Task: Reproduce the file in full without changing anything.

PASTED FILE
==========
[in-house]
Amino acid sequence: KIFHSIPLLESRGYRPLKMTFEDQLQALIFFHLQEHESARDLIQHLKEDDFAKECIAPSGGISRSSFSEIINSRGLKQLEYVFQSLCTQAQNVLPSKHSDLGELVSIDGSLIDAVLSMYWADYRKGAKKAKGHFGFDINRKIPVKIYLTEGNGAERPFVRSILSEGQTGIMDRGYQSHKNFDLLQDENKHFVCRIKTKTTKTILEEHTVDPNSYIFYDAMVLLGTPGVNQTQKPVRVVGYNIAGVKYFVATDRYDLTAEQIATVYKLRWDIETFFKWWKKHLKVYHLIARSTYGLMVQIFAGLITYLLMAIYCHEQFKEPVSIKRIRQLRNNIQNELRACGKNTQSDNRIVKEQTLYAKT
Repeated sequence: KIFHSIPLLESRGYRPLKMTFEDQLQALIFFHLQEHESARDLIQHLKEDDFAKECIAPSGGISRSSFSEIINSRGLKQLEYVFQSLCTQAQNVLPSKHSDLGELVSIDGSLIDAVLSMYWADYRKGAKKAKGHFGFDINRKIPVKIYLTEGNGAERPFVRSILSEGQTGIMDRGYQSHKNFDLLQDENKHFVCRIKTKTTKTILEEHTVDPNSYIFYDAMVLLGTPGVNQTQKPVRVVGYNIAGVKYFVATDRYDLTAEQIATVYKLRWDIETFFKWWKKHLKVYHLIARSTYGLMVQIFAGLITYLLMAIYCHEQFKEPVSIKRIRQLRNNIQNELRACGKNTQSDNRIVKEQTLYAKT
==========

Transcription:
[in-house]
Amino acid sequence: KIFHSIPLLESRGYRPLKMTFEDQLQALIFFHLQEHESARDLIQHLKEDDFAKECIAPSGGISRSSFSEIINSRGLKQLEYVFQSLCTQAQNVLPSKHSDLGELVSIDGSLIDAVLSMYWADYRKGAKKAKGHFGFDINRKIPVKIYLTEGNGAERPFVRSILSEGQTGIMDRGYQSHKNFDLLQDENKHFVCRIKTKTTKTILEEHTVDPNSYIFYDAMVLLGTPGVNQTQKPVRVVGYNIAGVKYFVATDRYDLTAEQIATVYKLRWDIETFFKWWKKHLKVYHLIARSTYGLMVQIFAGLITYLLMAIYCHEQFKEPVSIKRIRQLRNNIQNELRACGKNTQSDNRIVKEQTLYAKT
Repeated sequence: KIFHSIPLLESRGYRPLKMTFEDQLQALIFFHLQEHESARDLIQHLKEDDFAKECIAPSGGISRSSFSEIINSRGLKQLEYVFQSLCTQAQNVLPSKHSDLGELVSIDGSLIDAVLSMYWADYRKGAKKAKGHFGFDINRKIPVKIYLTEGNGAERPFVRSILSEGQTGIMDRGYQSHKNFDLLQDENKHFVCRIKTKTTKTILEEHTVDPNSYIFYDAMVLLGTPGVNQTQKPVRVVGYNIAGVKYFVATDRYDLTAEQIATVYKLRWDIETFFKWWKKHLKVYHLIARSTYGLMVQIFAGLITYLLMAIYCHEQFKEPVSIKRIRQLRNNIQNELRACGKNTQSDNRIVKEQTLYAKT